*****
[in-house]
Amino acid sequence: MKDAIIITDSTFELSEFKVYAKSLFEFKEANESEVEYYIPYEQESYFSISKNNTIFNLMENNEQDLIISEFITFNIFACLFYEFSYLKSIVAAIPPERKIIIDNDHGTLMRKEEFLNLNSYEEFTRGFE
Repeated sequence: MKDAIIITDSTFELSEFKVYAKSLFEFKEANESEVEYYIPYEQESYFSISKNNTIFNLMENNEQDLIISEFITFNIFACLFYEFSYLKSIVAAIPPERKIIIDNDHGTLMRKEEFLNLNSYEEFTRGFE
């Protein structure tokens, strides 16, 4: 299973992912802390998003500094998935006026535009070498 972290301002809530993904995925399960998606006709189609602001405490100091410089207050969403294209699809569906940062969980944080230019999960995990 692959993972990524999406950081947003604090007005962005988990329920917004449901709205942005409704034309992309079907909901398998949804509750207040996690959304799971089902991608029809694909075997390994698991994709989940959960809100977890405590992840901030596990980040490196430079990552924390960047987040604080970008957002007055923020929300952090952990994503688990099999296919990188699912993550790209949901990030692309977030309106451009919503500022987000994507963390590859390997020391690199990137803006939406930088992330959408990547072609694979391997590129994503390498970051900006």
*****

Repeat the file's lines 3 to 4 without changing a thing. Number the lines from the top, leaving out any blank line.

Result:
Repeated sequence: MKDAIIITDSTFELSEFKVYAKSLFEFKEANESEVEYYIPYEQESYFSISKNNTIFNLMENNEQDLIISEFITFNIFACLFYEFSYLKSIVAAIPPERKIIIDNDHGTLMRKEEFLNLNSYEEFTRGFE
């Protein structure tokens, strides 16, 4: 299973992912802390998003500094998935006026535009070498 972290301002809530993904995925399960998606006709189609602001405490100091410089207050969403294209699809569906940062969980944080230019999960995990 692959993972990524999406950081947003604090007005962005988990329920917004449901709205942005409704034309992309079907909901398998949804509750207040996690959304799971089902991608029809694909075997390994698991994709989940959960809100977890405590992840901030596990980040490196430079990552924390960047987040604080970008957002007055923020929300952090952990994503688990099999296919990188699912993550790209949901990030692309977030309106451009919503500022987000994507963390590859390997020391690199990137803006939406930088992330959408990547072609694979391997590129994503390498970051900006």